Robots Writing Over 1,000 Stories Per Month for the Associated Press

Posted on January 31, 2015

The use of computers to create new stories with no help from human reporters is on the rise. So far these stories tend be analysis of financial reports, marketing news or short reports about the results of a sports game. This type of non-human reporting has been dubbed "robot journalism." The Associated Press is one of the company's using the computer software to create stories. They are now publishing 3,000 computer generated stories each quarter or 1,000 per month.

The AP's robotic news is generated by Automated Insights (AI) software platform called Wordsmith. AI says its platform can automate 2,000 stories per second. AI says it transforms data into written reports. It says it uses "artificial intelligence to dynamically spot patterns and trends in raw data and then describe those findings in plain English."

Lou Ferrara, vice president and managing editor of business news for the AP, claims the computer generated reports are not taking away jobs. He says in a statement, "Automation has allowed us to free reporters to focus on less data processing and put more energy into high-level reporting. Automation was never about replacing jobs. It has always been about how we can best use the resources we have in a rapidly changing landscape and how we harness technology to run the best journalism company in the world."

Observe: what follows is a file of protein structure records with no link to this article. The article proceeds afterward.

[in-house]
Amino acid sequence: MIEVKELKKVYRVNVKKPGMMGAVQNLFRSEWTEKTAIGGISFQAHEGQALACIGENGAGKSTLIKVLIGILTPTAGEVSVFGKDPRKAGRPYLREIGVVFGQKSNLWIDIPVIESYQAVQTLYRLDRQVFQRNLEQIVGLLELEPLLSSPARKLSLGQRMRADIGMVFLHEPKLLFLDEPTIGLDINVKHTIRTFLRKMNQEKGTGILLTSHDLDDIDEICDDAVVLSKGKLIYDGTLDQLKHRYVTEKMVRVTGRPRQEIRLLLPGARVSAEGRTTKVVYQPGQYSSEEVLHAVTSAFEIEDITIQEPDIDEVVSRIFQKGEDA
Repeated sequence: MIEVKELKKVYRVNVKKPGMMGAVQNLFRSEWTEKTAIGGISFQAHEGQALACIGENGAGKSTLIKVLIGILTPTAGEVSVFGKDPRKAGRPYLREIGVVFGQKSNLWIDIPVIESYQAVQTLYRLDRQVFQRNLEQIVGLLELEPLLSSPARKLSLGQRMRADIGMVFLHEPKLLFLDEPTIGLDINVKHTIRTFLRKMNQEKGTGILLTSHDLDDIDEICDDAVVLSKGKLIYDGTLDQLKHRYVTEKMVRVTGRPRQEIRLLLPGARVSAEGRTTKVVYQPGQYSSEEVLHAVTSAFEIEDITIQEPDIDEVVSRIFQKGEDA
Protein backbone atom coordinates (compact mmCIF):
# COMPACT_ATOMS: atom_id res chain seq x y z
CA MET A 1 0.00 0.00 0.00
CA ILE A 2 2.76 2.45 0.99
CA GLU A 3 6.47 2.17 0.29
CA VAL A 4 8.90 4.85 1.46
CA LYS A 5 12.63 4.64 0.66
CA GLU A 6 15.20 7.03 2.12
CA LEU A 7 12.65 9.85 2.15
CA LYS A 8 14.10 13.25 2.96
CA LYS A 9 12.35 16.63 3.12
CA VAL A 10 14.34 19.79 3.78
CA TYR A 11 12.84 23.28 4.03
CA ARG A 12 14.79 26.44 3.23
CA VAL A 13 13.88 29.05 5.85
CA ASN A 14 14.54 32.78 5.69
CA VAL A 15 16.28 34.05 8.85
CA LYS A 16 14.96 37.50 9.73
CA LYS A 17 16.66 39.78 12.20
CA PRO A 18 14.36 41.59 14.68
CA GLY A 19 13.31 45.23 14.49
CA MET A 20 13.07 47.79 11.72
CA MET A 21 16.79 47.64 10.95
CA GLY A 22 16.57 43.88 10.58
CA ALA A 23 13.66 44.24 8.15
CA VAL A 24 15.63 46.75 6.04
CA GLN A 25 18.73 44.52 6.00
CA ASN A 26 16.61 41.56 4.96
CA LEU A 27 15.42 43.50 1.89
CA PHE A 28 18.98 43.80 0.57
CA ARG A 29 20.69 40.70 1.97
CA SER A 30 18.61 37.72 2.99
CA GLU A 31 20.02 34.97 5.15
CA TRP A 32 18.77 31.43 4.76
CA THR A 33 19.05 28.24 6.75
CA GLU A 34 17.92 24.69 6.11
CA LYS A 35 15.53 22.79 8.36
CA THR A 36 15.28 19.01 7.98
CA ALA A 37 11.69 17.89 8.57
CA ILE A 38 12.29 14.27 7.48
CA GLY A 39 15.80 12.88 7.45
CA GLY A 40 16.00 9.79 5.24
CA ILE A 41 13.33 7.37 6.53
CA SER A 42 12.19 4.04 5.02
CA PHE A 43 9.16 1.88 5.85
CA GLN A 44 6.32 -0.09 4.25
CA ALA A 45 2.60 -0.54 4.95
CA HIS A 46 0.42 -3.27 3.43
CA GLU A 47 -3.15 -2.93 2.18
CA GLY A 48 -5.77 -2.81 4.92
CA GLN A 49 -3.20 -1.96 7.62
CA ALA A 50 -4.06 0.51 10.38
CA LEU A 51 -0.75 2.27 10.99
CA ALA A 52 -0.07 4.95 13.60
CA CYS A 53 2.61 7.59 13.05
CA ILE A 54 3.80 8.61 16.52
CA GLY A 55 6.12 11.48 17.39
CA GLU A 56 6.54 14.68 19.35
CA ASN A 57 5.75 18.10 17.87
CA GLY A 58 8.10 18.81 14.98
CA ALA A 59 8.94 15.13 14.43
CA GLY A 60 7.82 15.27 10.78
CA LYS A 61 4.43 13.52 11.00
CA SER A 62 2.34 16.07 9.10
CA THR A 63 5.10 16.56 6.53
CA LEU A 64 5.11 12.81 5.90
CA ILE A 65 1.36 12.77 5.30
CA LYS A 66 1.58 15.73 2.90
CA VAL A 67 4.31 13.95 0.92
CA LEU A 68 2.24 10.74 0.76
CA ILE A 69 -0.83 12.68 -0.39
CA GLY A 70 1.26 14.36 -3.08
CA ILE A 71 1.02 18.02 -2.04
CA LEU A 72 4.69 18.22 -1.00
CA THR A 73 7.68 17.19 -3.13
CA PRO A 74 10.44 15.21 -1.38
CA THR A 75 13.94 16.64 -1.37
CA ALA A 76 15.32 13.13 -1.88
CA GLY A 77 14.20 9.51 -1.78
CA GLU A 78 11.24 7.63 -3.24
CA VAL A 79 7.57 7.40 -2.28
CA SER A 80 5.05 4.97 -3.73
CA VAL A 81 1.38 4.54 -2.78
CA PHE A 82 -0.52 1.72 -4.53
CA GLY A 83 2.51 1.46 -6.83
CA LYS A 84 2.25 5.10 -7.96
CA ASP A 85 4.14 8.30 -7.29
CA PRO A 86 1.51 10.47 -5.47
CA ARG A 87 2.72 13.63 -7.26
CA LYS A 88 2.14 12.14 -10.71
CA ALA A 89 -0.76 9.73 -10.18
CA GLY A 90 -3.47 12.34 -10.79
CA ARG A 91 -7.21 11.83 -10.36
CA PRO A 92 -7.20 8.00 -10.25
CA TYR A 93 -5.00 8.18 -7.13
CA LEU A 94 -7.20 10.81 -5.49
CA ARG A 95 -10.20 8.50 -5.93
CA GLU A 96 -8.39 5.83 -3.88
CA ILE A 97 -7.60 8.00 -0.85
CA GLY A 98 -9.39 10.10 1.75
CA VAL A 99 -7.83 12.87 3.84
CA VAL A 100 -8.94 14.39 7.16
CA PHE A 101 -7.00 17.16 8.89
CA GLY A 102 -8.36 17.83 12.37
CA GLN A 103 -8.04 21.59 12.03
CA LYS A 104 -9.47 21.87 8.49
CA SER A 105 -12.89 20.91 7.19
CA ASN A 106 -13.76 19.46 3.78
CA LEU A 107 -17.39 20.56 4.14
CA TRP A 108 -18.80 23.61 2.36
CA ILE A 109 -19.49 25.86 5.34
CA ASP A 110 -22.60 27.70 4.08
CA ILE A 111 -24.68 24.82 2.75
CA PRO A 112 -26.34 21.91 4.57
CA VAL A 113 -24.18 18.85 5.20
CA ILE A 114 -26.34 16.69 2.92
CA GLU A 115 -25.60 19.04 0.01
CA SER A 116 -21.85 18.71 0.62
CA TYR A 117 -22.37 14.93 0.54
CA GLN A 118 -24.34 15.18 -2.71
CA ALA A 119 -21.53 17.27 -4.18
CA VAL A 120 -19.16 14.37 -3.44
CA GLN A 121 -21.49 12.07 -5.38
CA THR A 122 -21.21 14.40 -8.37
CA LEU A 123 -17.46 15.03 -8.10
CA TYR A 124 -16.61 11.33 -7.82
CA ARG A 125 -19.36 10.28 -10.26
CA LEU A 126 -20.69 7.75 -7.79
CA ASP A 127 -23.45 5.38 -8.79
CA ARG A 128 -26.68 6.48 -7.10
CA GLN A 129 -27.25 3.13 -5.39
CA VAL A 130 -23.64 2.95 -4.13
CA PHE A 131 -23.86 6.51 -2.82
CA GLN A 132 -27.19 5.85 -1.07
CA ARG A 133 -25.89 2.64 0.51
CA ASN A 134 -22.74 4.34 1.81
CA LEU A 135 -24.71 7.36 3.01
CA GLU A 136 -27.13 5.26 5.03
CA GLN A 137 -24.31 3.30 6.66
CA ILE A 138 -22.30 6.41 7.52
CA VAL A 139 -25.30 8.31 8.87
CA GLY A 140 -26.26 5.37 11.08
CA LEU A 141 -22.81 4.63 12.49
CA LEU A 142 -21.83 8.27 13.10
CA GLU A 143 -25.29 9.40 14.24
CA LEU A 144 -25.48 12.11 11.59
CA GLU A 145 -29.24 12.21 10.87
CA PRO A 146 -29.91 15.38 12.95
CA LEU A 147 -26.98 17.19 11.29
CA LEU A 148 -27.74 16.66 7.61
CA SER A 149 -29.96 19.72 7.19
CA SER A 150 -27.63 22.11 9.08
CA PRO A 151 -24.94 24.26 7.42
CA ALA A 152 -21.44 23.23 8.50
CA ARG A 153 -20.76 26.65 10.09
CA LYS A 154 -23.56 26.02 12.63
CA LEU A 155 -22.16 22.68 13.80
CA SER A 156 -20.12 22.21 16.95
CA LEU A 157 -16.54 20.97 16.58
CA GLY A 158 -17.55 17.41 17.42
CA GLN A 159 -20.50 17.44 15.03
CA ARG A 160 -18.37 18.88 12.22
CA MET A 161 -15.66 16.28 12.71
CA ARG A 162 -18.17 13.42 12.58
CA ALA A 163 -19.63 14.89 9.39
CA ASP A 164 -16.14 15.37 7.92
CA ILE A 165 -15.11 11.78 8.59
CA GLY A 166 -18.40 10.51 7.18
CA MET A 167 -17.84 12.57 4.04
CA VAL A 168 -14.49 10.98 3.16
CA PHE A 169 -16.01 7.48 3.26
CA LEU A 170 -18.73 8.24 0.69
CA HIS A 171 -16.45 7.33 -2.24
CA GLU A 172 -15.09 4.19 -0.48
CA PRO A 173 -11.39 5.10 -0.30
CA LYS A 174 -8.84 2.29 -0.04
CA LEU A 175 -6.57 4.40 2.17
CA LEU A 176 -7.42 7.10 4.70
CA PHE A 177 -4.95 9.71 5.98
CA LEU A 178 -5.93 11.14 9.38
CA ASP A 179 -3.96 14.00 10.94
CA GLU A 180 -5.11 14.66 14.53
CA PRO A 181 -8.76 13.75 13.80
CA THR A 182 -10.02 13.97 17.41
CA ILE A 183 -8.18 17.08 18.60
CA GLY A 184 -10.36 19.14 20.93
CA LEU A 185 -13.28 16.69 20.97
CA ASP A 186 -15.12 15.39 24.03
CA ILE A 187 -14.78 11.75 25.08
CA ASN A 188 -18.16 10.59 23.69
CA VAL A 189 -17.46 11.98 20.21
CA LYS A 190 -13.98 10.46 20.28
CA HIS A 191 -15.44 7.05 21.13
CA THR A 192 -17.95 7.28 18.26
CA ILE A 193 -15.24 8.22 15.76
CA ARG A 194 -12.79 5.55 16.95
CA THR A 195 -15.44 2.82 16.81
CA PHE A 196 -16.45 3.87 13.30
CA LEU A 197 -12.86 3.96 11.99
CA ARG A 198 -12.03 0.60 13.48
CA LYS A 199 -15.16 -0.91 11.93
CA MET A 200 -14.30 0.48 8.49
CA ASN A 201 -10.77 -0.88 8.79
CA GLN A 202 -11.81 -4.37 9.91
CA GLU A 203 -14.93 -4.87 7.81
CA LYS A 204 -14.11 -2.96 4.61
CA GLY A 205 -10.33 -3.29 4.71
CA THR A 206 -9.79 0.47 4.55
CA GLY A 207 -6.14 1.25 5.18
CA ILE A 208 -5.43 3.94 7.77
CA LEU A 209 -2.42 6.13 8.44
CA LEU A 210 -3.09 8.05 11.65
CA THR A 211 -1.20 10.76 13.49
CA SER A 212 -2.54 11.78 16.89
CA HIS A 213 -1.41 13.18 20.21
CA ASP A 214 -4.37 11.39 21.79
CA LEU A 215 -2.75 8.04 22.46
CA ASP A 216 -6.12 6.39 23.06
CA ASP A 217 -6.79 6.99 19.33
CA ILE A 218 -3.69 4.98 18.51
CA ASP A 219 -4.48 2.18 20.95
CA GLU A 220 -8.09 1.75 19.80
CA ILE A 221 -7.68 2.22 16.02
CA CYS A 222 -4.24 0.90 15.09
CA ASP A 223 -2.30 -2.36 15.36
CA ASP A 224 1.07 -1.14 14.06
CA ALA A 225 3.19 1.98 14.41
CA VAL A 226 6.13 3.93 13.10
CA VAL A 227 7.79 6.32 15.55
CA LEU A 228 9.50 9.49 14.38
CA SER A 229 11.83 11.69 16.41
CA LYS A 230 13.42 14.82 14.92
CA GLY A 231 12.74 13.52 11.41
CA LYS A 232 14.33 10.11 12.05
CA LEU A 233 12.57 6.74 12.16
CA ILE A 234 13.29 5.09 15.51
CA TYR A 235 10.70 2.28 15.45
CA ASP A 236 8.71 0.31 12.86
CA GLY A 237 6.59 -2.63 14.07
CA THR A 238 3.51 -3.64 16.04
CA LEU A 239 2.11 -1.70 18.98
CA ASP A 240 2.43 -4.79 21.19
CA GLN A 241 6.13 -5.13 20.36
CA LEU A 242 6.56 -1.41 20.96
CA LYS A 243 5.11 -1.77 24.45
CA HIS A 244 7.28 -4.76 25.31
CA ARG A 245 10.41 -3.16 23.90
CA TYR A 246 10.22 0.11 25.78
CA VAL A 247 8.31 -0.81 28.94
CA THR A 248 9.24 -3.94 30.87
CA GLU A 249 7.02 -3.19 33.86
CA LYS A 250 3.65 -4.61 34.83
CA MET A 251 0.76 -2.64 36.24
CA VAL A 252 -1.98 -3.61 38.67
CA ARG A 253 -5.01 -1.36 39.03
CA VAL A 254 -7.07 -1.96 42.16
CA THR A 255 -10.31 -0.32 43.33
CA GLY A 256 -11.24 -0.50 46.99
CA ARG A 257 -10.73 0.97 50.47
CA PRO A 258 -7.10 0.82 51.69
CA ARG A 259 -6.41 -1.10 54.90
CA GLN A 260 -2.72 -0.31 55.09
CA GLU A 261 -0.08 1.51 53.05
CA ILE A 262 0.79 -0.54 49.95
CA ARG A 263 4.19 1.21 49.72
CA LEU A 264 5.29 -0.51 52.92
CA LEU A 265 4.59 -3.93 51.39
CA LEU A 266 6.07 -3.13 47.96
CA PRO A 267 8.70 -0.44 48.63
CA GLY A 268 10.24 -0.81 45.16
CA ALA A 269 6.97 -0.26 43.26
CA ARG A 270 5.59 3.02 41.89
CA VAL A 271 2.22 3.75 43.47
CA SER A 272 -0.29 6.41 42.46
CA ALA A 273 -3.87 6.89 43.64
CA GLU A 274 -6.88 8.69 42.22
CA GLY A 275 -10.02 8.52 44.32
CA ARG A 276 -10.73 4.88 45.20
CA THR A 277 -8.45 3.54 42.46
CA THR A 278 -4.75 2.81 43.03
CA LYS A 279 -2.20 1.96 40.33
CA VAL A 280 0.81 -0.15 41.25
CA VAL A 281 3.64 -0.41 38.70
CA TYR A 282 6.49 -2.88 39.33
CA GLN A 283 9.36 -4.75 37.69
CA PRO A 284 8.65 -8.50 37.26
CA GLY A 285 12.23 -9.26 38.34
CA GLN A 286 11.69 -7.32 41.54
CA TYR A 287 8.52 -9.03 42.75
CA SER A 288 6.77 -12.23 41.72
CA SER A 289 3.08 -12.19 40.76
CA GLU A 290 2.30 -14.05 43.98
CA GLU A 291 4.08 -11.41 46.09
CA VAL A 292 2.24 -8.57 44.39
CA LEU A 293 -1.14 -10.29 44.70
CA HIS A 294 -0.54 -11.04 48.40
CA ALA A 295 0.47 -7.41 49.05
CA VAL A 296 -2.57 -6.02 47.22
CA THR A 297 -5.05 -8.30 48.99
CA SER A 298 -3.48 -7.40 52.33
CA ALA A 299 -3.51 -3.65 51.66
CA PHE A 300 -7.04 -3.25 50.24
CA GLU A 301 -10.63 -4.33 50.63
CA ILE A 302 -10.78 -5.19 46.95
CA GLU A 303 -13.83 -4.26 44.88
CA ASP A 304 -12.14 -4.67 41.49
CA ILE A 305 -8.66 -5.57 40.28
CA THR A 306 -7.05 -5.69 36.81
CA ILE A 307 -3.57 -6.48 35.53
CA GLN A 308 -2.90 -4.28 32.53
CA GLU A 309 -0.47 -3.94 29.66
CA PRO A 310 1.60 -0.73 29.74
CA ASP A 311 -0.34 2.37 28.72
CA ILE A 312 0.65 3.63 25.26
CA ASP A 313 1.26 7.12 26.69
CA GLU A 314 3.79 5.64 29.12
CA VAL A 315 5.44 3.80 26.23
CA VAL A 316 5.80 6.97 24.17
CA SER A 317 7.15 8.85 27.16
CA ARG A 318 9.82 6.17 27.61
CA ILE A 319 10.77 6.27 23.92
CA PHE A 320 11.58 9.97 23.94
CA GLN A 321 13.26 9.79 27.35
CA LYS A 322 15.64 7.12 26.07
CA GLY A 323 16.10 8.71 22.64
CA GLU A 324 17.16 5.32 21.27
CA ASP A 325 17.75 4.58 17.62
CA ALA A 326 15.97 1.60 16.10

The Associated Press may not be reducing staff as it publishes more robot news stories but those computer generated stories could be competition for writers at other organizations. Software like Wordsmith may be only spitting out droll financial news stories about earnings for now but as it grows in sophistication it could potentially be used more frequently and cover more topics. The Verge reports that other companies using Wordsmirth include Yahoo, which uses it to generate fantasy football reports.

AI notes in its release that stories created by its algorithms "contain far fewer errors than their manual counterparts." The computer software does get a byline which can be found at the end of the AP's computer generated stories. The byline reads, "This story was generated by Automated Insights."

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